Common Milkweed Seeds (Asclepias syriaca)
Arguably the most iconic and widespread of the North American Asclepias genus, common milkweed naturally occurs east of the 100th meridian (essentially east of the Rocky Mountains) where a growing cohort of our website’s visitors are coming from, and for folks in the West who are interested in this plant as an interesting garden specimen, or food and fiber plant.
Bearing thick, succulent stems and broad rubbery leaves, common milkweed can form small rhizomatous colonies of multi-stemmed plants (making it best for spaces that accommodate this). In summer, this robust 4 to 5-foot tall plant produces a globe-like inflorescence of pale lavender flowers of extraordinary fragrance, and large flows of flower nectar.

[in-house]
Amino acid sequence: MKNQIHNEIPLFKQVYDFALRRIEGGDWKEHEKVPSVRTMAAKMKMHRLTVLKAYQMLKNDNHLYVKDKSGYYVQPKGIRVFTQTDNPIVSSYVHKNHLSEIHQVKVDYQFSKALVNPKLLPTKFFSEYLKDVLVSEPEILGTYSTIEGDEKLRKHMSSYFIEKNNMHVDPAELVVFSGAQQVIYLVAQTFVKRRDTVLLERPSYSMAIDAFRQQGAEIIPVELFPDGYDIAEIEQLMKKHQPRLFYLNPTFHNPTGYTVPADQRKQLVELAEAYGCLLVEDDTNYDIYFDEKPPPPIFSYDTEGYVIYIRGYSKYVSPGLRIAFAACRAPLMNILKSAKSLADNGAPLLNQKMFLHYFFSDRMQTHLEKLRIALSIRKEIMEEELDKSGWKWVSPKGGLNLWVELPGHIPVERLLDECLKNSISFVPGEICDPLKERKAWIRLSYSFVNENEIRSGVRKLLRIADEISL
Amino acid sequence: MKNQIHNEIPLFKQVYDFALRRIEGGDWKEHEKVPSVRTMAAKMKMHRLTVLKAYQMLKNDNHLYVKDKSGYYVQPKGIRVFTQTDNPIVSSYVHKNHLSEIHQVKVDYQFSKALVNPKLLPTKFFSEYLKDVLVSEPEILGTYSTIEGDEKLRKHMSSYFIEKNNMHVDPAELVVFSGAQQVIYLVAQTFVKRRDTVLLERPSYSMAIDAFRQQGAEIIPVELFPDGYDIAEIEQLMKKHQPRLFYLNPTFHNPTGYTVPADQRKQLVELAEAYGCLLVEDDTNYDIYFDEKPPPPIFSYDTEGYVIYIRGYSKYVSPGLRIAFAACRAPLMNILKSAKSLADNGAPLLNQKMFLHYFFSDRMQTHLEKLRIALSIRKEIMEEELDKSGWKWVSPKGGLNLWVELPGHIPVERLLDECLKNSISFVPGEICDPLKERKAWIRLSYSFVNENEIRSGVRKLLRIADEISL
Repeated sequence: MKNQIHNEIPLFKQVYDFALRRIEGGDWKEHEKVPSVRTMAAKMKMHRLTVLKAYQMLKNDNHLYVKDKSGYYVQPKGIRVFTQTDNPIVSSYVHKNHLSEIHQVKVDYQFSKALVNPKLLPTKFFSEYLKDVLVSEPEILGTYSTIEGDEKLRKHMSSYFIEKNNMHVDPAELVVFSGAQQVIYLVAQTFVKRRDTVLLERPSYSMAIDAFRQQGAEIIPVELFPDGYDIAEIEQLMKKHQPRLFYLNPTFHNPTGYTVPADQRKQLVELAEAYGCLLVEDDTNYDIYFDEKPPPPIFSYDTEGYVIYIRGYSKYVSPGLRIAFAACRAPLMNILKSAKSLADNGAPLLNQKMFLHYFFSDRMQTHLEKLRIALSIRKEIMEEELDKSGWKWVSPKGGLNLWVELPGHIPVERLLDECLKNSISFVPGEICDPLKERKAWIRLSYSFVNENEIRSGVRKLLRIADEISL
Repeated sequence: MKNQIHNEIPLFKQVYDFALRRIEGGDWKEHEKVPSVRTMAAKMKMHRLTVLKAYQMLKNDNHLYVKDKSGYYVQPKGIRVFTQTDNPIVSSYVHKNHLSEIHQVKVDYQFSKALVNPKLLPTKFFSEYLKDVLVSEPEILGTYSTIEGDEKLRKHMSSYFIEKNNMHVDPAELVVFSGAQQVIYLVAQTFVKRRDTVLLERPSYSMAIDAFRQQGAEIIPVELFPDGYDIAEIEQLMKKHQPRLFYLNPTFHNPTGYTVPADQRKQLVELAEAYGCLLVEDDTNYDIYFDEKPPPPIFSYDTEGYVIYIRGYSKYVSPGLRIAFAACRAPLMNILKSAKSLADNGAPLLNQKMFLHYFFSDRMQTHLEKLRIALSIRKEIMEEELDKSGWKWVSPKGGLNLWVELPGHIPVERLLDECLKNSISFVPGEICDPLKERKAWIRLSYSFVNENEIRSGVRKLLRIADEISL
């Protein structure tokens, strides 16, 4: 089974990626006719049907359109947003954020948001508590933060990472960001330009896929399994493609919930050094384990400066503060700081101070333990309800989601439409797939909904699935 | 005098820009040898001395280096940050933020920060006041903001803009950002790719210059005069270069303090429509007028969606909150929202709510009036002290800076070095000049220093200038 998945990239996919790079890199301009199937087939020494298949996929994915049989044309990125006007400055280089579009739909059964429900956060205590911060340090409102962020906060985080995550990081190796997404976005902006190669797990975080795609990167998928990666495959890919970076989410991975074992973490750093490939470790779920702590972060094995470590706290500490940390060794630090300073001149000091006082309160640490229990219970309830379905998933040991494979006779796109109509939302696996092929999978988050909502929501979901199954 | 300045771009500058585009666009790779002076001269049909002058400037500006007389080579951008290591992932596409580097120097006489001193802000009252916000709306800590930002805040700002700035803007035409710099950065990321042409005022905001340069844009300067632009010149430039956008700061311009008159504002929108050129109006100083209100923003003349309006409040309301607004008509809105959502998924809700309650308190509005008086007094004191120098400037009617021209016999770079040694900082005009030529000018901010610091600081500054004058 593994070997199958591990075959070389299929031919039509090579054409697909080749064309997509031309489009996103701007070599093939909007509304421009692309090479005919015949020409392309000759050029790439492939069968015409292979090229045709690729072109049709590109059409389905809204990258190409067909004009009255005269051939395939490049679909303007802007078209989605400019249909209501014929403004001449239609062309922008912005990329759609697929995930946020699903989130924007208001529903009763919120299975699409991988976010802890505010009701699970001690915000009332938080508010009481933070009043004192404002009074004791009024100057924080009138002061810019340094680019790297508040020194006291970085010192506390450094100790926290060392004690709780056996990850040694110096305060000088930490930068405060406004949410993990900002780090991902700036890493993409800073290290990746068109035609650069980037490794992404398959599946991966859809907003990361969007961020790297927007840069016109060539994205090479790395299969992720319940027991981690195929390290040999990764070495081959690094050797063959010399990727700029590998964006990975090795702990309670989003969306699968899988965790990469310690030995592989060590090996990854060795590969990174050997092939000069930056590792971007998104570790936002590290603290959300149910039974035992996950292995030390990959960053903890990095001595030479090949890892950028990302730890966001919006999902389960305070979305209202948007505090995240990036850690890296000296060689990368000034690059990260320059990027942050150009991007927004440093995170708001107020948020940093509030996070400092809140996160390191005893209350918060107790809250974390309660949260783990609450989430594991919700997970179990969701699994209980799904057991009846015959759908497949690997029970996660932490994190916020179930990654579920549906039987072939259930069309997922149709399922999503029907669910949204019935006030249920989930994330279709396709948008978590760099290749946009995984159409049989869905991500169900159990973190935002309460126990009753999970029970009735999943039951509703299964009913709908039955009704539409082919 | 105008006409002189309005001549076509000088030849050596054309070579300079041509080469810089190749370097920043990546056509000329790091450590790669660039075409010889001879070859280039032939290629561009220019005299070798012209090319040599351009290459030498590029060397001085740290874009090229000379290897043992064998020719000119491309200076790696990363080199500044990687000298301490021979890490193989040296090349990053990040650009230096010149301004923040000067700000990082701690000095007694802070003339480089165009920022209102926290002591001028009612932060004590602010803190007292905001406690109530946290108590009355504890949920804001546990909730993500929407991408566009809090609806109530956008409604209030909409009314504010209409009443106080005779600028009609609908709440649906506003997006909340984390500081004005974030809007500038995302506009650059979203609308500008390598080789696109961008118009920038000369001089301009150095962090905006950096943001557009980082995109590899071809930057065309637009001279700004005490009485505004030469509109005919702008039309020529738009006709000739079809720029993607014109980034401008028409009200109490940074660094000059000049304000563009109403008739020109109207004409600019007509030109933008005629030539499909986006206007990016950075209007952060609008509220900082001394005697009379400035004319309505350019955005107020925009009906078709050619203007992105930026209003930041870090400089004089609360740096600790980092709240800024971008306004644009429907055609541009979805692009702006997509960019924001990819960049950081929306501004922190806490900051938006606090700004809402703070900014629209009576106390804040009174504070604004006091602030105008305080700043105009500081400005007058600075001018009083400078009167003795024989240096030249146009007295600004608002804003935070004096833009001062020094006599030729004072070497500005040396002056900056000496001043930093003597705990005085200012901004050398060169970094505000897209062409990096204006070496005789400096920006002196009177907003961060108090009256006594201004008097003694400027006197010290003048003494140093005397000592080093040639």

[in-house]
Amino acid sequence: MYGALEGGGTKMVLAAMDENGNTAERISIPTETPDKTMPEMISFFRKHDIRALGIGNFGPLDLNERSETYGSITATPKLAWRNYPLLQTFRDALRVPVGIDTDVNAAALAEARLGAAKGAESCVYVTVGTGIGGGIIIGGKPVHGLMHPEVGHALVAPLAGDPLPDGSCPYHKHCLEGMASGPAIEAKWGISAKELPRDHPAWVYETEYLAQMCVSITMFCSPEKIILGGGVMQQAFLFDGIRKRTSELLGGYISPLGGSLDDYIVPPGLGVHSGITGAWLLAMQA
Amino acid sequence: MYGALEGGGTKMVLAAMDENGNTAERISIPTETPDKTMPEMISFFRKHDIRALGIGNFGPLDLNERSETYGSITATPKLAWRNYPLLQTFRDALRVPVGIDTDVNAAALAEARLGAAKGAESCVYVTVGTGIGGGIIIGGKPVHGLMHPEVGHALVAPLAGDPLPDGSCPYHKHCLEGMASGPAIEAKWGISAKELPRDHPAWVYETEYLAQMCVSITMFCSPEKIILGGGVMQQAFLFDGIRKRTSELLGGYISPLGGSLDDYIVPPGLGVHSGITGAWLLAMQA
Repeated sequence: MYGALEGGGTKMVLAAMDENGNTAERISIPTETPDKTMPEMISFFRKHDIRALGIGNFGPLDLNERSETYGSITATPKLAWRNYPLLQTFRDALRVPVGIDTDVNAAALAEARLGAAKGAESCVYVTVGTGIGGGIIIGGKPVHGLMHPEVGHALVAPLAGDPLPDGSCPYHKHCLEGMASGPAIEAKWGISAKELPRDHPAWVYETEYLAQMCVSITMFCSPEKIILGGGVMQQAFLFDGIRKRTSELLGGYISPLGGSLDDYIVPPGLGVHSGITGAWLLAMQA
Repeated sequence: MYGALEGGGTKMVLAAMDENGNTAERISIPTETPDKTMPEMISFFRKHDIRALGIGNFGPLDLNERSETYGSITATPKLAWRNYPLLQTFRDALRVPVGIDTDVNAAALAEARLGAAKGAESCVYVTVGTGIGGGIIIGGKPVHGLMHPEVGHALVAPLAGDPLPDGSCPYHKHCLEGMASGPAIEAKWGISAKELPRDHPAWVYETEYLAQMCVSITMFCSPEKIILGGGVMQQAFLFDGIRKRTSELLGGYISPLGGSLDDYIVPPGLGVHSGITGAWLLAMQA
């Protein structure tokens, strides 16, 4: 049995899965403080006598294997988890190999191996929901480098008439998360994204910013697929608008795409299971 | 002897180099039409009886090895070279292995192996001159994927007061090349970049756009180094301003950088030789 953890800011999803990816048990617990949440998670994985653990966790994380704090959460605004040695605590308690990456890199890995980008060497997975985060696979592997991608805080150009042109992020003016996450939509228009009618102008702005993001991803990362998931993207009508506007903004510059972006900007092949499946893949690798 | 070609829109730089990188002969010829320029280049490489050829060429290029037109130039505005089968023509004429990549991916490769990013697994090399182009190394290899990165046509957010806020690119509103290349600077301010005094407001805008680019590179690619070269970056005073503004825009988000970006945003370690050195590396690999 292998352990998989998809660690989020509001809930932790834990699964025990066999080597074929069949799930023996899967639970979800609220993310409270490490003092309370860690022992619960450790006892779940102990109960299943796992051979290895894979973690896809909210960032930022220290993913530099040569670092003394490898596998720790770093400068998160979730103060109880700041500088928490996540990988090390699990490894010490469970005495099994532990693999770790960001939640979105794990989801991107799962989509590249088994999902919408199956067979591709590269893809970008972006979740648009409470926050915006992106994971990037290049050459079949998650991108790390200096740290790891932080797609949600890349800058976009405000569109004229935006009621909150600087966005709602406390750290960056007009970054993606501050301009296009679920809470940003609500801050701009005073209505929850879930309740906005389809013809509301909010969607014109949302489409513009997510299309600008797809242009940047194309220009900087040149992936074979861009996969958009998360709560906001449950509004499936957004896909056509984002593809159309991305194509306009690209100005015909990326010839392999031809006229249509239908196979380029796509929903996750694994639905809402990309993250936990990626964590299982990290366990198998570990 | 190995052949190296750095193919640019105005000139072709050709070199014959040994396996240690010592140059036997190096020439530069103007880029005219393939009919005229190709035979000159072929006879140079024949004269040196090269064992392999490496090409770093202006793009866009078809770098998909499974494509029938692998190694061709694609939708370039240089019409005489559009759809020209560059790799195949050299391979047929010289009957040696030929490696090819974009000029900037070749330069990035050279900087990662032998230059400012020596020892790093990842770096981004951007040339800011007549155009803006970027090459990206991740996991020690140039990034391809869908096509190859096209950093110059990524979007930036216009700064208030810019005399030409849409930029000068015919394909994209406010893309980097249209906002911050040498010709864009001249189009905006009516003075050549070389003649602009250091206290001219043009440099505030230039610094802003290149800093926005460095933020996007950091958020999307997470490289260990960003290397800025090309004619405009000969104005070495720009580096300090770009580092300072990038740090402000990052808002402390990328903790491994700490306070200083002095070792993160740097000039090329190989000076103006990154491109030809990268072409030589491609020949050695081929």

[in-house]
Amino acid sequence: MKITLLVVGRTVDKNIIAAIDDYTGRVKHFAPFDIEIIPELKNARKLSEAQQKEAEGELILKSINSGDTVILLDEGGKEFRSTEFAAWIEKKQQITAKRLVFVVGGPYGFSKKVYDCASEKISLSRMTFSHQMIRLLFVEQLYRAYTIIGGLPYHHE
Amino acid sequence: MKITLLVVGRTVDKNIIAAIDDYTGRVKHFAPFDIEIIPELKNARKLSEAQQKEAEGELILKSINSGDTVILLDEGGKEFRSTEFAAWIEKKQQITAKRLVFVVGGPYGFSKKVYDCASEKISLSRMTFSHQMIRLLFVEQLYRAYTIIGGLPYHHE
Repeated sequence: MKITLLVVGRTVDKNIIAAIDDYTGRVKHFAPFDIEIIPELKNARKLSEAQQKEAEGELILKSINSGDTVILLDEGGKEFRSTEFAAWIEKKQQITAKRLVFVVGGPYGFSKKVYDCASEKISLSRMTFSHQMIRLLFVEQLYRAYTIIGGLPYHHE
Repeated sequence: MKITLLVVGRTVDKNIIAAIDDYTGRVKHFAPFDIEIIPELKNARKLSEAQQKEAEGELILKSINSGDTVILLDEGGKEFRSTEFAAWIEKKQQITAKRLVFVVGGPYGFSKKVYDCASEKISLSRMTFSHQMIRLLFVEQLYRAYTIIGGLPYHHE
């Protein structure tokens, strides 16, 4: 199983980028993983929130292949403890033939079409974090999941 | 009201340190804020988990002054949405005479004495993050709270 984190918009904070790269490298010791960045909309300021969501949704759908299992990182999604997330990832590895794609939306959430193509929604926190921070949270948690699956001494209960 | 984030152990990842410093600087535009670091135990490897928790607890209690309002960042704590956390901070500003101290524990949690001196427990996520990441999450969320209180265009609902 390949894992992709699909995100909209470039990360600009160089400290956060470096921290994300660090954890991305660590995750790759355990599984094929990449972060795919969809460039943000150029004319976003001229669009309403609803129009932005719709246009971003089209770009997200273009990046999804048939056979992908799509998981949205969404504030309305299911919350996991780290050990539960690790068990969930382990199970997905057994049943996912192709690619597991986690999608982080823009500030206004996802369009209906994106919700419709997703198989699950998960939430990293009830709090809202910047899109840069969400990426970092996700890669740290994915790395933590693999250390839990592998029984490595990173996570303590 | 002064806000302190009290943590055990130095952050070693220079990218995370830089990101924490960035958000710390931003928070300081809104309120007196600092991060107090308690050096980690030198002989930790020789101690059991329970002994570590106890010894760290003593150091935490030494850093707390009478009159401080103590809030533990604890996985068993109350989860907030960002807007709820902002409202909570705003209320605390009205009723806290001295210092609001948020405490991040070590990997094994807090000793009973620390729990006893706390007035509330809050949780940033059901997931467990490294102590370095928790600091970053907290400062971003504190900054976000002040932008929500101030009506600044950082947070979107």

While the green seed pods can apparently be cooked and eaten (we haven’t tried it and don’t endorse it!), if left to develop these pods will dry and ripen in the fall to reveal plush, beautiful seed fluff that is sometimes gathered as a high quality, hypo-allergenic pillow and bedding filler.
Approximately 150 seeds per packet. (1.1 grams).